Hiring may bring interest rate hike
Labor Department reports 235,000 jobs were added in February.
Even the weather cooperated. Pretty much all the ingredients needed for a rousing display of labor market strength lined up in February, with gains in payrolls, wages and the size of the overall workforce.
The strong monthly jobs report on Friday — representing President Donald Trump’s first full month in office — should sweep away any last-minute reservations harbored by Federal Reserve policymakers about raising the benchmark interest rate when they meet next week.
“The economy is riding a wave of bullish sentiment postelection,” said Andrew Chamberlain, chief economist at Glassdoor, a career website. “We’re seeing strong labor demand across the board and no sign of slowing right now.”
With the Labor Department reporting a gain of 235,000 jobs for the month, Republicans and Democrats quickly jostled for credit.
Sean Spicer, the White House press secretary, said of Trump, “He’s jump-started job creation, not only through his executive action but because of the surge in economic confidence and optimism that has been inspired since his election.”
Trump, who, as a candidate, repeatedly dismissed the official jobs reports as phony, reposted a comment on Twitter from the conservative website Drudge Report that said, “GREAT AGAIN: +235,000.” Spicer later quoted Trump on his faith in the report: “They may have been phony in the past, but it’s very real now.”
The Republican self-congratulation clearly irked Democrats. Tom Perez, labor secretary in the Obama administration and
now chairman of the Democratic National Committee, countered that Trump had “absolutely nothing” to do with the job gains.
“Trump inherited an economy from Barack Obama with the longest streak of private sector job growth in history,” he said.
The Labor Department repeated that it had not changed the way it collected and analyzed jobs data since Trump took office.
“It’s business as usual,” said Megan Kindelan, director of public affairs at the Bureau of Labor Statistics.
Although the economic anxiety that helped put Trump in the White House remains, the official jobless rate is near what the Fed considers full employment — a threshold where, in theory at least, everyone who wants a job at the going rate can find one. The official jobless rate fell to 4.7 percent, from 4.8 percent in January.
At the same time, jobless claims are near a 44-year low and the stock market is surging. Revisions to January’s estimates raised the threemonth average of monthly job gains to 209,000 and annual wage growth to 2.8 percent, further bolstering the case for those who argue the economy is strong enough to withstand a rate increase.
The overall economic momentum received a push from February’s unusually warm weather, with almost a quarter of the new jobs — about 58,000 — coming from construction.
Manufacturing and mining rose, too.
Also significant was the increase in the labor participation rate to 63 percent, a result of rising employment even among people without a high school diploma.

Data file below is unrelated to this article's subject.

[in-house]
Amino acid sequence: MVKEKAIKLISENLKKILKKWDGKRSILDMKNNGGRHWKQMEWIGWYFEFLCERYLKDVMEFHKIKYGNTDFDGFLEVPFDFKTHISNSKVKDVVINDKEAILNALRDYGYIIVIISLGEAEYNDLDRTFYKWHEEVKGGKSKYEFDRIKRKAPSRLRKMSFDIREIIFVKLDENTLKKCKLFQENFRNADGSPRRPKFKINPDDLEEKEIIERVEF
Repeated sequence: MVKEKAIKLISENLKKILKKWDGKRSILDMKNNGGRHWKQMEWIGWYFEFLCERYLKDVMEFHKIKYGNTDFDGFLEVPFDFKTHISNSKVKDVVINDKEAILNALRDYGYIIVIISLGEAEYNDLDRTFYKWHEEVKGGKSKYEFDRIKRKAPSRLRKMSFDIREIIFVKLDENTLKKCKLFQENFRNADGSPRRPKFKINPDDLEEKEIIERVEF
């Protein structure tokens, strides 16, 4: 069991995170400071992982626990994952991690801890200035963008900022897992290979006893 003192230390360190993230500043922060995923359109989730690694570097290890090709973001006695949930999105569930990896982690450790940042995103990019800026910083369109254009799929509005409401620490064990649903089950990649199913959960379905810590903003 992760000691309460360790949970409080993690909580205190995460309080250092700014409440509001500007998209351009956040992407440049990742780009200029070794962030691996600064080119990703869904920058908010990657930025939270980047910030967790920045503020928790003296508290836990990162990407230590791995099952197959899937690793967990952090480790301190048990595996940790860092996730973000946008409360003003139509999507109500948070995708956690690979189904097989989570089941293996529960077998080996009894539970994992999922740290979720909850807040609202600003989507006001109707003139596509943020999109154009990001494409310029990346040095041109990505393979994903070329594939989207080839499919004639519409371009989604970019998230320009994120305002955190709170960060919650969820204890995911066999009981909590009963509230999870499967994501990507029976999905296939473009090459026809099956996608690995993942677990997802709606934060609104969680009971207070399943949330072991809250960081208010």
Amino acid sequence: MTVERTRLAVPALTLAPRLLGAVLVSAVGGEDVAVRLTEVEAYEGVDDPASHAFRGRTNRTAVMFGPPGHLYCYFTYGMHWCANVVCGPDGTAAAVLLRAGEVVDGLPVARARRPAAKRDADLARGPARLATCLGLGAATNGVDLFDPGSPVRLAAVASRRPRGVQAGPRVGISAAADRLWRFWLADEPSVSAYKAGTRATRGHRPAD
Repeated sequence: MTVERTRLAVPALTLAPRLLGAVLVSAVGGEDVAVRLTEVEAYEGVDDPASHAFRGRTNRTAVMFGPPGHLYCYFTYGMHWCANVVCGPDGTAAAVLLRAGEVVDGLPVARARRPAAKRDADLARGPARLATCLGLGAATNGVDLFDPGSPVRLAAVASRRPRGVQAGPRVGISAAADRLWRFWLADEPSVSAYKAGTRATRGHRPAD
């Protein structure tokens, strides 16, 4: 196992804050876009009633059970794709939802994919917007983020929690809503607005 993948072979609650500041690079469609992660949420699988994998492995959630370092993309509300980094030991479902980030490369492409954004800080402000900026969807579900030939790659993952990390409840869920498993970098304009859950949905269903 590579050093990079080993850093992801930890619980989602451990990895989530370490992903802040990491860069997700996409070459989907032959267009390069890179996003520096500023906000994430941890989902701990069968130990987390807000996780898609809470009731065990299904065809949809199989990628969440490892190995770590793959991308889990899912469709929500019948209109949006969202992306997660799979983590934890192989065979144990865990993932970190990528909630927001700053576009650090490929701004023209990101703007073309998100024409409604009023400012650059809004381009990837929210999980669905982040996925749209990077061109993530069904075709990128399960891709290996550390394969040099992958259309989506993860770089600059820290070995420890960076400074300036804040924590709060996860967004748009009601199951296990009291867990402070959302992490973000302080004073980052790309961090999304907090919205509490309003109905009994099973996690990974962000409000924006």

“There’s got to be some optimism that these people are feeling they finally have a chance,” said Diane Swonk, founder and chief executive of DS economics in Chicago.
On the other end are employers who are seeing acute labor shortages.
“They’re offering training programs now,” Swonk said. “They’re complaining about it. But that’s what tight labor markets do. It forces you to invest more to work with less.”
Bigger paychecks are something that most Americans, after years of stagnant wage growth, are particularly eager to see. The Fed, too, has been waiting for an increase, but it is also wary of wages rising too fast. The board’s members want to head off incipient inflation without putting the brakes on hiring, especially because the benefits of the 8-yearold recovery have been so unevenly distributed.
At the same time, a broader measure of unemployment — which includes the millions of Americans who have given up looking for work altogether or are working part time but would prefer full-time jobs — dropped to 9.2 percent last month but is still high given how tight the labor market looks otherwise.
Although the Trump White House has had little time to make any substantial policy changes, anticipation of a rollback in taxes and regulations and the possibility of vast infrastructure spending has created optimism among employers and blue-collar workers.
Trump’s promises of 4 percent economic growth and millions of new jobs face potential headwinds, though. Dissension among Republicans and the unpredictability of Trump’s course in several policy areas could dampen job growth.
The future of the health care law and a possible replacement is making hospitals and community health centers cautious about adding workers.
And a strong dollar and a potential backlash against the White House’s travel ban could slow tourism and hiring in the sector. Trump’s across-the-board hiring freeze on federal government jobs, combined with declines at the state level, is likely to contain the number of public sector employees.
Job seekers look at their respective computer screens during a resume writing class at the Texas Workforce Solutions office in Dallas on Friday. U.S. employers added a robust 235,000 jobs in February and raised pay at a healthy pace, making it all but certain that the Federal Reserve will raise short-term interest rates next week.